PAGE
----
Welcome to Saudi Dakota
Striking $420 Million Worth of Oil Every Day
Last month, a small tanker left the Turkish port of Ceyhan with nearly a million barrels of oil in its hull. The crude was pumped out of northern Iraq and then piped across the border into Turkey.
A few days ago, it was caught in the crosshairs of the U.S. Coast Guard off the coast of Florida.
Twenty-four hours ago, the tanker finally dropped anchor at its destination: Galveston, Texas.
But as I mentioned yesterday, the United Kalavrvta's long journey from Kurdish oil fields to Texas refineries was nothing more than a symbolic event. It's a situation more apt for political theater because the U.S. certainly wasn't desperate for the crude cargo.
And there are a little more than a billion and a half reasons why...
Welcome to Saudi Dakota
Look, the entire market is aware of the oil boom taking place in North Dakota right now. But it was only recently that the Peace Garden State — now officially our second largest oil-producing state — joined the million-barrels-per-day club.
That's not too shabby considering less than a dozen oil fields in history have ever broken the million-barrels-per-day benchmark.
If things keep going the way they do, it's only a matter of time before North Dakota is producing more oil than Alaska and California combined!
But let's really put this domestic oil boom into perspective...
Together, North Dakota and Texas are now producing four million barrels per day.
With Western Texas Intermediate currently trading around $101 per barrel, that means these two states are generating in excess of $420 million every day!
Furthermore, at this rate, we're talking about more than a billion and a half barrels of oil every year. Of course, that's assuming production stays flat from here on out, which we both know isn't going to happen.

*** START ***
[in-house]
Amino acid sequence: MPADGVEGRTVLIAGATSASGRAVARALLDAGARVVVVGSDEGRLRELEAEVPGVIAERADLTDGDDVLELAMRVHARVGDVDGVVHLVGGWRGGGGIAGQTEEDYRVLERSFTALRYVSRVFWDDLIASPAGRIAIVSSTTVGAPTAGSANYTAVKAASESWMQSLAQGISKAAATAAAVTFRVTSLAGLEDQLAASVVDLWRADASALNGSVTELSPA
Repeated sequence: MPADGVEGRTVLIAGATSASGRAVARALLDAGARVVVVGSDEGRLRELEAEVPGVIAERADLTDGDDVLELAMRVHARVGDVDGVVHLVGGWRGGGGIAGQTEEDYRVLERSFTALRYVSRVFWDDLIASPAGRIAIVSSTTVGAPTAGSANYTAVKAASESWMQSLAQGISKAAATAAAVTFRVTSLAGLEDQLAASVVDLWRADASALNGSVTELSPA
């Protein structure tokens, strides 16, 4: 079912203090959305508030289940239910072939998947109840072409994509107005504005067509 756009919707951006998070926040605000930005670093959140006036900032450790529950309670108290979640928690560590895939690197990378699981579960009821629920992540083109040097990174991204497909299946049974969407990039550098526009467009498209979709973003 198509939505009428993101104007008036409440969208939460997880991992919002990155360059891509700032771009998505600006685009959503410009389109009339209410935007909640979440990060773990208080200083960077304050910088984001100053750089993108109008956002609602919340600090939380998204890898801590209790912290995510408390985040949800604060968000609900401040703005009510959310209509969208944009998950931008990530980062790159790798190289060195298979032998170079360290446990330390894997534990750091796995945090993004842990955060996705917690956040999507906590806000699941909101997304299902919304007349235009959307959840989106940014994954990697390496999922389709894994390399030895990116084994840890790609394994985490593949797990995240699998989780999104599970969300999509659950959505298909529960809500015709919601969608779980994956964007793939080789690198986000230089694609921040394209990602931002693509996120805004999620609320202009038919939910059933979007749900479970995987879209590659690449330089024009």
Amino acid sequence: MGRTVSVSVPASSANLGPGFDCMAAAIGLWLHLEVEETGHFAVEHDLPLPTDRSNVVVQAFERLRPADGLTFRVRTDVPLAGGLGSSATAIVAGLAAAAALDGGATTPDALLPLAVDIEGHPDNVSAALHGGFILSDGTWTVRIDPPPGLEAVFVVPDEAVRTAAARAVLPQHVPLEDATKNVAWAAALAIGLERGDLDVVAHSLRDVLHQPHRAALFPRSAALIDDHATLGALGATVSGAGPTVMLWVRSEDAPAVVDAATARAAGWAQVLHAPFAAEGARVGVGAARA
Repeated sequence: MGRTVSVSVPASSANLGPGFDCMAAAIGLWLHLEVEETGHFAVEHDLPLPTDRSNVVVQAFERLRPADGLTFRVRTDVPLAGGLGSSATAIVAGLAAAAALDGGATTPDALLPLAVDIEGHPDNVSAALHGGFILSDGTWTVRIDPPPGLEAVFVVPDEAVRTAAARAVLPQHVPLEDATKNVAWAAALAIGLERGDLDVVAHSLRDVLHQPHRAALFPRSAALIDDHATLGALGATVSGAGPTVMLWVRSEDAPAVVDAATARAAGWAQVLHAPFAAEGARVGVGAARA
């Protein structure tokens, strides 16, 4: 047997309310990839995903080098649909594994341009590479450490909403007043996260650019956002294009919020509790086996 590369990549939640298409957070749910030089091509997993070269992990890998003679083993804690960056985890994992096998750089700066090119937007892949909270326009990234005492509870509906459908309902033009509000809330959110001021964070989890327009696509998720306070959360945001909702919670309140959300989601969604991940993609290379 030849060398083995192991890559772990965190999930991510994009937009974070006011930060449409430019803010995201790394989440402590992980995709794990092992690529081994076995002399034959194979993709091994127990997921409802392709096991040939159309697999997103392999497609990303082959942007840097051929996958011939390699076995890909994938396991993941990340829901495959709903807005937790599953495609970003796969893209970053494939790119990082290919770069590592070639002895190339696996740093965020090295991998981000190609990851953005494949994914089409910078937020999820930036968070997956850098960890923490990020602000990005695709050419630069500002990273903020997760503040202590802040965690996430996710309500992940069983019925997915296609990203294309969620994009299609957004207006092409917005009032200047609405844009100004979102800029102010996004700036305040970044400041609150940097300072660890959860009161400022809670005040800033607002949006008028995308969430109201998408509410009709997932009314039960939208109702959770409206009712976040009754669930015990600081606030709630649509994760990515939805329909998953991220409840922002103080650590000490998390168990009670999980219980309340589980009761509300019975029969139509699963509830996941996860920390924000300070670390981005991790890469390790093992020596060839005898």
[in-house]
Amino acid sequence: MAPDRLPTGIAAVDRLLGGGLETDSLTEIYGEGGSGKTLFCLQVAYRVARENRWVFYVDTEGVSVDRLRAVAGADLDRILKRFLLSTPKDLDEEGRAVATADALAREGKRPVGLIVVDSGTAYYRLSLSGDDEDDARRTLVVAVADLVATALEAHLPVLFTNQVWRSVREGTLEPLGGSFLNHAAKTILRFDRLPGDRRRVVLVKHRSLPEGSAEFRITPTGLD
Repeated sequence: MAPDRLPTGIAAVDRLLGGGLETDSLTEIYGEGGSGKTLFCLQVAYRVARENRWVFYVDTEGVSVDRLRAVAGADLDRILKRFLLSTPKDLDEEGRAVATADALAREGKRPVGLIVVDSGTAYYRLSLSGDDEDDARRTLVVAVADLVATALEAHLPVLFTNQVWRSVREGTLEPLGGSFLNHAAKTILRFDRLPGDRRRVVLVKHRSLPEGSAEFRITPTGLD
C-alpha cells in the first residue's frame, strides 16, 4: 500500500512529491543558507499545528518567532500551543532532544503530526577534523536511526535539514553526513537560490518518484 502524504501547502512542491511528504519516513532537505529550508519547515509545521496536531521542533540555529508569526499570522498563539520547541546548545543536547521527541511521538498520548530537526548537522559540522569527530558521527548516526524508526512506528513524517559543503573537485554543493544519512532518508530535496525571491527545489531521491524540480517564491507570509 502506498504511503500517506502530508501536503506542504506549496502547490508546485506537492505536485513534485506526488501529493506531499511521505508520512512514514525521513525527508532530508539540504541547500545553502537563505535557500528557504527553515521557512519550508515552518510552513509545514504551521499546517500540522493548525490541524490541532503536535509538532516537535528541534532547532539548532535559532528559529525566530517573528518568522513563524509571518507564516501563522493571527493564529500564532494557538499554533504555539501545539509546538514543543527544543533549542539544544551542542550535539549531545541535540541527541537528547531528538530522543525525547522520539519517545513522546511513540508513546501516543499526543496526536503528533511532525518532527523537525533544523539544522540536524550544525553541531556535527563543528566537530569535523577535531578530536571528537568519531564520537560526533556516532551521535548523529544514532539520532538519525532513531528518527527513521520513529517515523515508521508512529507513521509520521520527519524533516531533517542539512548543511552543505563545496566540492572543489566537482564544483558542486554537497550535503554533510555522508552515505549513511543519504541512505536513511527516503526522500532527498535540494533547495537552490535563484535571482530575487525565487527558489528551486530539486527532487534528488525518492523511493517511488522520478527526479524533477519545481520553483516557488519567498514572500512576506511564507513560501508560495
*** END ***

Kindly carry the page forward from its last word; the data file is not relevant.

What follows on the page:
And even though the raging oil boom in North Dakota is practically old news right now (we're now watching the Bakken Shale enter its development stage), the next major Bakken-style boom could be around the corner.
Its success, however, hinges on one of the fathers of the U.S. shale boom... a man named Ellis White.
Masking a 7 Billion-Barrel Oil Discovery
Over the last few weeks, I've mentioned the unprecedented success one oil pioneer has had in an emerging shale play that's only now starting to make headlines. And it's true that Ellis White has flustered some of the biggest operators in today's oil boom.
But how do you mask a 7 billion barrel oil resource?
That was the question I couldn't help but ask after first hearing about the massive oil play straddling Louisiana and Mississippi. The rumor is that industry insiders refer to it as Ellis White's hidden oil field.
Well, let me tell you exactly how...
The reason this emerging shale play was relatively untouched during the early years of the shale boom was because so much attention was fixated on a massive gas field located just a little bit to the northwest.
I'm sure you've heard of the Haynesville Shale before. We first started covering the Haynesville play years ago, when some of the early drillers in the Haynesville, like Chesapeake Energy, were still making a name for themselves in the U.S. shale patch.
Unfortunately, you and I both know how this story played out. After natural gas prices plummeted, so did drilling activity in the Haynesville, and the entire area became anathema for oil and gas drillers.
However, that is about to change.
One of the most lucrative investment periods is during the early stages of a new oil play, when smaller players hit the oil jackpot.
In fact, that's already happened for Ellis. He hasn't just beat Big Oil since the beginning of the year — he's pummeled them.
Thing is, outperforming behemoths like ExxonMobil is almost expected nowadays. And I've seen this oil pioneer turn unknown tracts of land into the most prominent oil-producing plays in the Lower 48. He did it in South Texas, and now he's about to do it all over again.
And it's only going to get better from here on out. Right now, he's at the helm of a tiny $6 driller, which — as you can see from the chart above — is drastically outperforming the biggest names in the industry.
Until next time,
A true insider in the energy markets, Keith is one of few financial reporters to have visited the Alberta oil sands. His research has helped thousands of investors capitalize from the rapidly changing face of energy. Keith connects with hundreds of thousands of readers as the Managing Editor of Energy & Capital as well as Investment Director of Angel Publishing's Energy Investor. For years, Keith has been providing in-depth coverage of the Bakken, the Haynesville Shale, and the Marcellus natural gas formations — all ahead of the mainstream media. For more on Keith, go to his editor's page.
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